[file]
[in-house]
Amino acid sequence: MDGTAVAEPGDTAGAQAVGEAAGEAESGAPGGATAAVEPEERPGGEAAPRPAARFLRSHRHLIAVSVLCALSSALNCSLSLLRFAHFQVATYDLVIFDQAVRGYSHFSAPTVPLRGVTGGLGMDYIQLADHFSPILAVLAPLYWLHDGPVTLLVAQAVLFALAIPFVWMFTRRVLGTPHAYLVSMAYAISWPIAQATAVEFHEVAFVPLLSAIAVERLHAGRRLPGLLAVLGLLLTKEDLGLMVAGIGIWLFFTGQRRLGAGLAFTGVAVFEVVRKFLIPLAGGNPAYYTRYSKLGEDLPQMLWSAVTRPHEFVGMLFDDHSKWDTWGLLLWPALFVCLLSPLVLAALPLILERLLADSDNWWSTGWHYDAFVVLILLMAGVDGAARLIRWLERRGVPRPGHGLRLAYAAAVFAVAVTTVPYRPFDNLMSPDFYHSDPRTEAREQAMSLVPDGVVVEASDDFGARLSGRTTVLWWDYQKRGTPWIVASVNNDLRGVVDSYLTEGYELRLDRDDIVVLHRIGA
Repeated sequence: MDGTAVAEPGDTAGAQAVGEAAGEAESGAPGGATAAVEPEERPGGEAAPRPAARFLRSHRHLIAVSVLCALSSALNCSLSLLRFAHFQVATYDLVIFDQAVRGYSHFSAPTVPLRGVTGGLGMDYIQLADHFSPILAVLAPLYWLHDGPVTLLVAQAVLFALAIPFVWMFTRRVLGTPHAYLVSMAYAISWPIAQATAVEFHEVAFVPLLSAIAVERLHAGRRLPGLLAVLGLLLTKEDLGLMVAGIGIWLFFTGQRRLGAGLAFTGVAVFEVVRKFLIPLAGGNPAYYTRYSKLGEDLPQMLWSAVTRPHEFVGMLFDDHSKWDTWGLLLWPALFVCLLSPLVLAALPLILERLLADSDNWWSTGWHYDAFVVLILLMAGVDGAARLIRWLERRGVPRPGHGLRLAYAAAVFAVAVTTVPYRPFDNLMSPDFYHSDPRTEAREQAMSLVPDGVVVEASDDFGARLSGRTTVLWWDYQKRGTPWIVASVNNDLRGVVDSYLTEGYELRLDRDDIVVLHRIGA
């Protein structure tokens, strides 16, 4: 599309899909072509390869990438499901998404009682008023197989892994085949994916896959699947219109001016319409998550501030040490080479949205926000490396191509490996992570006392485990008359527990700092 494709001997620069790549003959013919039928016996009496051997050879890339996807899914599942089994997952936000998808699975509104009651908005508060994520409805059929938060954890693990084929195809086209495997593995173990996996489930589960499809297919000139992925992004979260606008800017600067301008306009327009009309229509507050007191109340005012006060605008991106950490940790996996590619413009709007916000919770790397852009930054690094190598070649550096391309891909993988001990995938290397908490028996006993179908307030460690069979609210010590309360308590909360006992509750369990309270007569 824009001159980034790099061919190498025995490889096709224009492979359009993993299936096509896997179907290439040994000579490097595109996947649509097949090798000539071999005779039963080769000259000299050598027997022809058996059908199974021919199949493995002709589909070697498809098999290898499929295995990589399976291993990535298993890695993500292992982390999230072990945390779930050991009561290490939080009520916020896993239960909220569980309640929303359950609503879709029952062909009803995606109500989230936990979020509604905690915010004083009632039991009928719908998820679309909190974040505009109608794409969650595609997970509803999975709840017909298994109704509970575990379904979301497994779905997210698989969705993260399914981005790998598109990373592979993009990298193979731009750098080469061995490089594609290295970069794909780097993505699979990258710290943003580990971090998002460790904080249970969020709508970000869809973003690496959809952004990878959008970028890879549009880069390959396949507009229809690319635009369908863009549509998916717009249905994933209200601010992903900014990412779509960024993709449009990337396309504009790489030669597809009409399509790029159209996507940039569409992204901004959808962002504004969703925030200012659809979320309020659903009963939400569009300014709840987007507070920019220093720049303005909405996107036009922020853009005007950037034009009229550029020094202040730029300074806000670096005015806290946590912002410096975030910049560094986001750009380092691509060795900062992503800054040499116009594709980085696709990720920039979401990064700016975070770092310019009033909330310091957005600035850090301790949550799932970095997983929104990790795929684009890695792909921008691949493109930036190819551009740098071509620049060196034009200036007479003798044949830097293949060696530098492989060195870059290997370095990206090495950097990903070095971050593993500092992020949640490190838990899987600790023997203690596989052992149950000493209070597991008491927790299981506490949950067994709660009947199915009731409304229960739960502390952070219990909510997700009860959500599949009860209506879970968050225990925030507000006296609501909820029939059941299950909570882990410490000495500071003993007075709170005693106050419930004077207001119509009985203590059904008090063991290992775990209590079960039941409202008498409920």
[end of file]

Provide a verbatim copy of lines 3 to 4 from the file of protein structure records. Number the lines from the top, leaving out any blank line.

Repeated sequence: MDGTAVAEPGDTAGAQAVGEAAGEAESGAPGGATAAVEPEERPGGEAAPRPAARFLRSHRHLIAVSVLCALSSALNCSLSLLRFAHFQVATYDLVIFDQAVRGYSHFSAPTVPLRGVTGGLGMDYIQLADHFSPILAVLAPLYWLHDGPVTLLVAQAVLFALAIPFVWMFTRRVLGTPHAYLVSMAYAISWPIAQATAVEFHEVAFVPLLSAIAVERLHAGRRLPGLLAVLGLLLTKEDLGLMVAGIGIWLFFTGQRRLGAGLAFTGVAVFEVVRKFLIPLAGGNPAYYTRYSKLGEDLPQMLWSAVTRPHEFVGMLFDDHSKWDTWGLLLWPALFVCLLSPLVLAALPLILERLLADSDNWWSTGWHYDAFVVLILLMAGVDGAARLIRWLERRGVPRPGHGLRLAYAAAVFAVAVTTVPYRPFDNLMSPDFYHSDPRTEAREQAMSLVPDGVVVEASDDFGARLSGRTTVLWWDYQKRGTPWIVASVNNDLRGVVDSYLTEGYELRLDRDDIVVLHRIGA
């Protein structure tokens, strides 16, 4: 599309899909072509390869990438499901998404009682008023197989892994085949994916896959699947219109001016319409998550501030040490080479949205926000490396191509490996992570006392485990008359527990700092 494709001997620069790549003959013919039928016996009496051997050879890339996807899914599942089994997952936000998808699975509104009651908005508060994520409805059929938060954890693990084929195809086209495997593995173990996996489930589960499809297919000139992925992004979260606008800017600067301008306009327009009309229509507050007191109340005012006060605008991106950490940790996996590619413009709007916000919770790397852009930054690094190598070649550096391309891909993988001990995938290397908490028996006993179908307030460690069979609210010590309360308590909360006992509750369990309270007569 824009001159980034790099061919190498025995490889096709224009492979359009993993299936096509896997179907290439040994000579490097595109996947649509097949090798000539071999005779039963080769000259000299050598027997022809058996059908199974021919199949493995002709589909070697498809098999290898499929295995990589399976291993990535298993890695993500292992982390999230072990945390779930050991009561290490939080009520916020896993239960909220569980309640929303359950609503879709029952062909009803995606109500989230936990979020509604905690915010004083009632039991009928719908998820679309909190974040505009109608794409969650595609997970509803999975709840017909298994109704509970575990379904979301497994779905997210698989969705993260399914981005790998598109990373592979993009990298193979731009750098080469061995490089594609290295970069794909780097993505699979990258710290943003580990971090998002460790904080249970969020709508970000869809973003690496959809952004990878959008970028890879549009880069390959396949507009229809690319635009369908863009549509998916717009249905994933209200601010992903900014990412779509960024993709449009990337396309504009790489030669597809009409399509790029159209996507940039569409992204901004959808962002504004969703925030200012659809979320309020659903009963939400569009300014709840987007507070920019220093720049303005909405996107036009922020853009005007950037034009009229550029020094202040730029300074806000670096005015806290946590912002410096975030910049560094986001750009380092691509060795900062992503800054040499116009594709980085696709990720920039979401990064700016975070770092310019009033909330310091957005600035850090301790949550799932970095997983929104990790795929684009890695792909921008691949493109930036190819551009740098071509620049060196034009200036007479003798044949830097293949060696530098492989060195870059290997370095990206090495950097990903070095971050593993500092992020949640490190838990899987600790023997203690596989052992149950000493209070597991008491927790299981506490949950067994709660009947199915009731409304229960739960502390952070219990909510997700009860959500599949009860209506879970968050225990925030507000006296609501909820029939059941299950909570882990410490000495500071003993007075709170005693106050419930004077207001119509009985203590059904008090063991290992775990209590079960039941409202008498409920």